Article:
The Price Tag of Going Remote, by the Numbers
Stripe will cut salaries for employees who move to less expensive cities, but will soften the blow with a one-time bonus
$20,000: That’s how much Stripe, the San Francisco-based payments processing company, is offering employees as a one-time bonus if they choose to relocate outside the Bay Area, New York City, or Seattle and take a cut in their base pay of up to 10%, according to Bloomberg.
Ever since the pandemic spurred mass remote-work policies, white-collar workers have started fleeing the expensive cities their employers are based in. A recent survey commissioned by the Manhattan Institute found that 44% of NYC residents earning six figures or more have considered leaving the city since the pandemic began, and 37% said it was at least somewhat likely they would not be living in the city in the next two years. Many have already moved: An August report from Zillow indicated that home values in Manhattan and San Francisco dropped by 4.2% and 4.9% relative to last year, with both markets flooded with new listings.
When the pandemic hit, Facebook was among the first companies to encourage its employees to work remotely, even stating in May that it planned to more actively hire remote workers. But shortly thereafter came the catch: Come January 2021, employees would see their salaries adjusted depending on their geographic location. This kicked off a furious debate, with the likes of Basecamp co-founder (and remote work evangelist) David Heinemeier Hansson denouncing the salary-by-location policy as “barbaric,” and Facebook countering criticism by arguing that this was simply an extension of its existing market-based pay practices. (Never mind that since these announcements, Facebook has moved aggressively to scoop up office space for itself, agreeing to lease all 730,000 square feet at the former USPS building in Manhattan and buying what was to be REI’s new HQ in Seattle for $367 million.)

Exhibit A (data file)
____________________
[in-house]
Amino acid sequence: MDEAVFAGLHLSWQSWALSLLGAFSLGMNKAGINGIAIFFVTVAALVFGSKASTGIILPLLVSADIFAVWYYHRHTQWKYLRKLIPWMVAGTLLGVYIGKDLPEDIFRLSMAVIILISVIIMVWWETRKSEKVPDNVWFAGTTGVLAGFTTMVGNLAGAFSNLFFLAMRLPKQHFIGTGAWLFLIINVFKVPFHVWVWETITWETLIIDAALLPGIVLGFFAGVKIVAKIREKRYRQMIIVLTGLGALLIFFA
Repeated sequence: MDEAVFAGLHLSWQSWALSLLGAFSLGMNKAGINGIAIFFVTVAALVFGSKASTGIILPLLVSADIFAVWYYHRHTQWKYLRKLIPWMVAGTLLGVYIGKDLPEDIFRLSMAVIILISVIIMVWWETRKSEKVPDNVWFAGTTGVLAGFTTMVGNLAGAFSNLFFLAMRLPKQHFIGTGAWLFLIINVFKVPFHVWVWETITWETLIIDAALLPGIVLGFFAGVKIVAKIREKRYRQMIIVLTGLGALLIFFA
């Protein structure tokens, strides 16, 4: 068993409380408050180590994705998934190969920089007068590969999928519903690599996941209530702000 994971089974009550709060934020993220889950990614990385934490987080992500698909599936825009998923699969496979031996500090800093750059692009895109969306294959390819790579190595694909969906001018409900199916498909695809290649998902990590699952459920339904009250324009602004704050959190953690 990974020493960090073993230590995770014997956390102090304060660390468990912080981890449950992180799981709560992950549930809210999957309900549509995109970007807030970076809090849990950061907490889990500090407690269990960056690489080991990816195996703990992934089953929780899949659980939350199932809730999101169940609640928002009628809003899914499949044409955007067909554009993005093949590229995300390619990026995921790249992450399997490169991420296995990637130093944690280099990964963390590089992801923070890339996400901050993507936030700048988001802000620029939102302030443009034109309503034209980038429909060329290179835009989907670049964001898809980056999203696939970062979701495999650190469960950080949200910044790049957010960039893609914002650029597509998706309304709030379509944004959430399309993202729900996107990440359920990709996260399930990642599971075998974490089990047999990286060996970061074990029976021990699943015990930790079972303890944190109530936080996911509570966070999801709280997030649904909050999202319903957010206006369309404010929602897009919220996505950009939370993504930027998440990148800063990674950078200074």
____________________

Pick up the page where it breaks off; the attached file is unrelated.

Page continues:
Other companies have followed Facebook’s lead. Slack decided on a similar policy in June, and now Stripe, which appears to be trying to soften the blow of a location-based salary cut with a one-time moving bonus. We may never know what calculations Stripe’s HR team did to get to the $20,000 figure, but if other companies start offering similar bonuses, expect to see those Manhattan and San Francisco home values drop even further.
Here’s a free product idea: A calculator that helps employees weigh the trade-offs of permanently going remote.